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Practices to receive funding to upgrade inadequate digital phones

by Eliza Parr
29 November 2023

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NHS England will fund some GP practices to upgrade their digital telephony system if their current supplier is not up to scratch.

The exact value of funding has not yet been determined and will be based on a prioritisation exercise.

In a letter sent to ICBs this week, national director for primary care Dr Amanda Doyle said support will be offered to practices on a ‘time-limited basis’ and the switch to a new supplier must be completed by the end of this financial year. 

Local commissioners will now put together a list of practices who do not meet the national enhanced reporting standard for digital telephony, and will ask them to sign up for support ‘in principle’ by 18 December. 

When signing up, practices must agree to work with NHS England’s procurement team, to sign a contract with a new supplier by early February, and to go live by 25 March at the latest. 

Dr Doyle said that ‘in the event of oversubscription ICBs and regions will agree the final list’ to be sent to NHSE.

Depending on demand from practices, NHS England has said it may need to ‘prioritise against available funding’ – this prioritisation will be based on whether GP practices can currently meet functional requirements such as call-back, call queuing, and enhanced reporting capability (see box). 

Practices will also be prioritised based on value for money factors including the incumbent supplier costs, their ‘commitment and willingness’, and their engagement with the General Practice Improvement Programme (GPIP)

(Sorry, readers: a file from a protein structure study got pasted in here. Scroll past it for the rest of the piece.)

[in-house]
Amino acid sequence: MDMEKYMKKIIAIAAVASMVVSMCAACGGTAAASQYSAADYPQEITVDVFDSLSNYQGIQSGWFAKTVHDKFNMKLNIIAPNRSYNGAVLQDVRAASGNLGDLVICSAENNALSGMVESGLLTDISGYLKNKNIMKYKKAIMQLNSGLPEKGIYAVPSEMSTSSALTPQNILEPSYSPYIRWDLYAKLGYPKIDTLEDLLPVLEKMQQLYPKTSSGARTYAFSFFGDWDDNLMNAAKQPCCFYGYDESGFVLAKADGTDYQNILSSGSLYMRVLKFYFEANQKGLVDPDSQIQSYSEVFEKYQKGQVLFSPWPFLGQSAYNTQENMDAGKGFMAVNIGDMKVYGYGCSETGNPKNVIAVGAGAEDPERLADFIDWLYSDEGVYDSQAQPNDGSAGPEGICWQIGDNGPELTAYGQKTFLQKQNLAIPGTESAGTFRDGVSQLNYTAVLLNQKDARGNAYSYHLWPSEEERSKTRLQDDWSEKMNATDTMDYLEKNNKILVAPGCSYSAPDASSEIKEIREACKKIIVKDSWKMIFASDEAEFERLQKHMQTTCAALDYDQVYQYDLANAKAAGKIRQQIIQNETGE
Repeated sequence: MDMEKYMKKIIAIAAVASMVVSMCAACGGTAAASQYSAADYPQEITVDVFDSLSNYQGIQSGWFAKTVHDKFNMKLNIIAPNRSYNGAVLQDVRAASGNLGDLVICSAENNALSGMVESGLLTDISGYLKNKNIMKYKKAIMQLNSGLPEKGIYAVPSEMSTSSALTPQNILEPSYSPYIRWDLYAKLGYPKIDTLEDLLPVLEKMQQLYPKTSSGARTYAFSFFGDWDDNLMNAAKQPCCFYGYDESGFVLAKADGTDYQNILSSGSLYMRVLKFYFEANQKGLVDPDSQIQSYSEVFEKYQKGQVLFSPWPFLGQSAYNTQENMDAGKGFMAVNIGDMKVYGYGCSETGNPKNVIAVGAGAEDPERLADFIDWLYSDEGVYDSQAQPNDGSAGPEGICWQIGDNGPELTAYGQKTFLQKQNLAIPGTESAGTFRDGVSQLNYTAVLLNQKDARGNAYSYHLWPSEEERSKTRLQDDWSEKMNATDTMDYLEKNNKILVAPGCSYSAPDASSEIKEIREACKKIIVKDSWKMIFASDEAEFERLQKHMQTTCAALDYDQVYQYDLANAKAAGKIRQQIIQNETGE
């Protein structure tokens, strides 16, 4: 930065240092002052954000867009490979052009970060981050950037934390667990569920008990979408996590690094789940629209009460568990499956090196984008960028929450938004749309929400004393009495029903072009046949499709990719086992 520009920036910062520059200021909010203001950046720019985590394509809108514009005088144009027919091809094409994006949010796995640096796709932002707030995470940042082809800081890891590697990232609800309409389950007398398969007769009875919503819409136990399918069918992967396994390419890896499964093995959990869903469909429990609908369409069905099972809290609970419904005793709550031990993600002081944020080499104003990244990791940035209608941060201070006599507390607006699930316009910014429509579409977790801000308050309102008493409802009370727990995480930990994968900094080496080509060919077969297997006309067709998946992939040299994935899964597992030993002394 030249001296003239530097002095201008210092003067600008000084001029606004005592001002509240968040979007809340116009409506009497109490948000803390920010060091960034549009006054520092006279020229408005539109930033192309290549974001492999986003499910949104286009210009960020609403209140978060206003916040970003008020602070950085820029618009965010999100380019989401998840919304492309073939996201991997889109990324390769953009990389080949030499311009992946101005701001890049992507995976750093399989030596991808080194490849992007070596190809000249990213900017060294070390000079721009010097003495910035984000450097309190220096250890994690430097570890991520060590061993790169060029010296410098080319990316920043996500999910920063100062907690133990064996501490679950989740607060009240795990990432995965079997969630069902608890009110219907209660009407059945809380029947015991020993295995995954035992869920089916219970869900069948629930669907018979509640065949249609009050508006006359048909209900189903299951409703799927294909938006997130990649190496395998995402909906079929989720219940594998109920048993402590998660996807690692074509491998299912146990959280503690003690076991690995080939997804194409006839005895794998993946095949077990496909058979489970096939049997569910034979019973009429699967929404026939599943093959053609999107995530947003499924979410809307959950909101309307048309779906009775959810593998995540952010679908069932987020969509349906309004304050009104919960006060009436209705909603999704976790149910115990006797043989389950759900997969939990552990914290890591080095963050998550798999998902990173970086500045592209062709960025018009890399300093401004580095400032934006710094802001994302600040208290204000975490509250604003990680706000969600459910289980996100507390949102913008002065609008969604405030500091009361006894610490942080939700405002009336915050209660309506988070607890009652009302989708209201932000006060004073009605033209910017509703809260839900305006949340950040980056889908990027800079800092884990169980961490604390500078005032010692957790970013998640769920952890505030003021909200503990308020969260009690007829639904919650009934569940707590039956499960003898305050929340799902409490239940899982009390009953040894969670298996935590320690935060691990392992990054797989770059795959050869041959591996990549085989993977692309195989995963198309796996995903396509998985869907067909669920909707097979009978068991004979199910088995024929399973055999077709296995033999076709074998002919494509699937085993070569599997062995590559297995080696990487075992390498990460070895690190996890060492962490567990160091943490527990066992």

GPIP, which was announced as part of NHSE’s recovery plan for primary care, aims to help practices have ‘more control over their workload, maximise the use of all staff roles’ and meet patient demands. 

The final list of practices who will receive funding for upgraded digital telephony will be distributed to ICBs by 22 December. 

This year’s contract imposition stipulated that GP practices must procure cloud-based telephony once their current contracts expire, and in October the Government confirmed that every practice in England is working towards that goal.

And the recovery plan in May announced £240m of funding for practices to ‘embrace latest technology’ with a focus on replacing old analogue phone systems.

Dr Doyle’s letter said GP practices are ‘making good progress’ towards this goal.

On the newly announced funding for upgrading current telephony systems, she said: ‘Given the limited time available to take advantage of this opportunity, and the significant on-going task of ensuring all analogue practices sign contracts and go live within this financial year, we aim to streamline this process as much as possible and continue to support nationally.’

Digital telephony national standards

Digital telephony solutions must meet all the following standards and requirements taken from the national specification:

  • auto attendant to enable routing of calls
  • call-back and call queuing functionality 
  • support for remote working and business continuity 
  • enhanced reporting capability to support capacity/demand service planning:
    • call volumes – total inbound
    • call times to answer – waiting in queue 
    • calls abandoned – after selecting option before speaking to team
    • wait time before call abandoned 
    • call backs requested – from in queue position 
    • call backs made 
    • average call length times 
    • no answer volumes – not picked up after selection of option e.g. no answer from extension, transferred to voicemail, rejected.

Source: NHS England

A version of this story was first published on our sister title Pulse.